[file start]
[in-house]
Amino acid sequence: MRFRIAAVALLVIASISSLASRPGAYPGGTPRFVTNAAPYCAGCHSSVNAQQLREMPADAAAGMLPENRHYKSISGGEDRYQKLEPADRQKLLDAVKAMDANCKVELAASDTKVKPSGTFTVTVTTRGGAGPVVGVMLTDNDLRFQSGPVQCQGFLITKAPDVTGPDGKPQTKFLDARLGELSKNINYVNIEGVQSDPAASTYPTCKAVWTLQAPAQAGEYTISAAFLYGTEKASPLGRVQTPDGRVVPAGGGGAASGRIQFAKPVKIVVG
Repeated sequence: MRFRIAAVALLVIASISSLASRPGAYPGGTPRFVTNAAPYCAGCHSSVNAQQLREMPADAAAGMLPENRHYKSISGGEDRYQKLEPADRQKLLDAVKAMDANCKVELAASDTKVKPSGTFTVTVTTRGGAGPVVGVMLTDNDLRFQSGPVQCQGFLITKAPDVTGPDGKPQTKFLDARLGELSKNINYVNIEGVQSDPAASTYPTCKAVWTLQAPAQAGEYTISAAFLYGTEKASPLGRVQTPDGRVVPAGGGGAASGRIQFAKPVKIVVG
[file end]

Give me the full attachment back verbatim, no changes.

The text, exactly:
[in-house]
Amino acid sequence: MRFRIAAVALLVIASISSLASRPGAYPGGTPRFVTNAAPYCAGCHSSVNAQQLREMPADAAAGMLPENRHYKSISGGEDRYQKLEPADRQKLLDAVKAMDANCKVELAASDTKVKPSGTFTVTVTTRGGAGPVVGVMLTDNDLRFQSGPVQCQGFLITKAPDVTGPDGKPQTKFLDARLGELSKNINYVNIEGVQSDPAASTYPTCKAVWTLQAPAQAGEYTISAAFLYGTEKASPLGRVQTPDGRVVPAGGGGAASGRIQFAKPVKIVVG
Repeated sequence: MRFRIAAVALLVIASISSLASRPGAYPGGTPRFVTNAAPYCAGCHSSVNAQQLREMPADAAAGMLPENRHYKSISGGEDRYQKLEPADRQKLLDAVKAMDANCKVELAASDTKVKPSGTFTVTVTTRGGAGPVVGVMLTDNDLRFQSGPVQCQGFLITKAPDVTGPDGKPQTKFLDARLGELSKNINYVNIEGVQSDPAASTYPTCKAVWTLQAPAQAGEYTISAAFLYGTEKASPLGRVQTPDGRVVPAGGGGAASGRIQFAKPVKIVVG